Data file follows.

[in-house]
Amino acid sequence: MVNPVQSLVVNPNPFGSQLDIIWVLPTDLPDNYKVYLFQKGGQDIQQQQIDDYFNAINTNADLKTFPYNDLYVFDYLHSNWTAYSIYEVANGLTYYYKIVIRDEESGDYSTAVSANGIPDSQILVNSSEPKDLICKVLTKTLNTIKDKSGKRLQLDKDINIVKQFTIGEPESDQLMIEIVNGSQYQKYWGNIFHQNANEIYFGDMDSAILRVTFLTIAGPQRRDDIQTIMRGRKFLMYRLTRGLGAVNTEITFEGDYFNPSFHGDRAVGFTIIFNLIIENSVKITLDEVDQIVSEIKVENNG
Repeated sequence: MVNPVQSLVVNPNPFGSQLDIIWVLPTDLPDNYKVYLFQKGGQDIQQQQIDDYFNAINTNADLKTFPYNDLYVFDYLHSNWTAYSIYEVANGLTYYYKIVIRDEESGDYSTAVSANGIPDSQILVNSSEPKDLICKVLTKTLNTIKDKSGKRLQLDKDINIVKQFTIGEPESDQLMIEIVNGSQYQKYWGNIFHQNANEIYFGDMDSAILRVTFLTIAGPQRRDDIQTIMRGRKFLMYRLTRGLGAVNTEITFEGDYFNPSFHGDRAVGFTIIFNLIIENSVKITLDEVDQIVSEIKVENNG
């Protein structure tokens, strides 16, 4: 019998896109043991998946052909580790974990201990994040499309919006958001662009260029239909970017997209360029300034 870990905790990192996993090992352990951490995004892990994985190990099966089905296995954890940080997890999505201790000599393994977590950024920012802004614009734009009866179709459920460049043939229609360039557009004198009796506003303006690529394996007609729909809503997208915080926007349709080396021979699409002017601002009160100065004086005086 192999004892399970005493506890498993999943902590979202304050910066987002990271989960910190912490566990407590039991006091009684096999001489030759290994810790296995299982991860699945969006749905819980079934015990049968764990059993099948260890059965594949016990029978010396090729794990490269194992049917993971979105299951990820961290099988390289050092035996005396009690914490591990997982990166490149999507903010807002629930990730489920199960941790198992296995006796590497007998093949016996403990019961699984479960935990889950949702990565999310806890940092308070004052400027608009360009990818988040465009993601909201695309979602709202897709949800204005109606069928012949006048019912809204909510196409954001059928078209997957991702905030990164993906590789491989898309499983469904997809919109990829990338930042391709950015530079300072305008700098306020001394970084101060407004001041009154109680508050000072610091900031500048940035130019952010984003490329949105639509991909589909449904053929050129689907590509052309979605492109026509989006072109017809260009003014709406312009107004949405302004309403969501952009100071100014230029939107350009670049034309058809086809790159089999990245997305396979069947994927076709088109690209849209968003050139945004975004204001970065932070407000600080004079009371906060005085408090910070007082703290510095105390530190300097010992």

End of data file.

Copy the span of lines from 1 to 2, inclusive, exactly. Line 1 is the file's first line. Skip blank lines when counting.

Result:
[in-house]
Amino acid sequence: MVNPVQSLVVNPNPFGSQLDIIWVLPTDLPDNYKVYLFQKGGQDIQQQQIDDYFNAINTNADLKTFPYNDLYVFDYLHSNWTAYSIYEVANGLTYYYKIVIRDEESGDYSTAVSANGIPDSQILVNSSEPKDLICKVLTKTLNTIKDKSGKRLQLDKDINIVKQFTIGEPESDQLMIEIVNGSQYQKYWGNIFHQNANEIYFGDMDSAILRVTFLTIAGPQRRDDIQTIMRGRKFLMYRLTRGLGAVNTEITFEGDYFNPSFHGDRAVGFTIIFNLIIENSVKITLDEVDQIVSEIKVENNG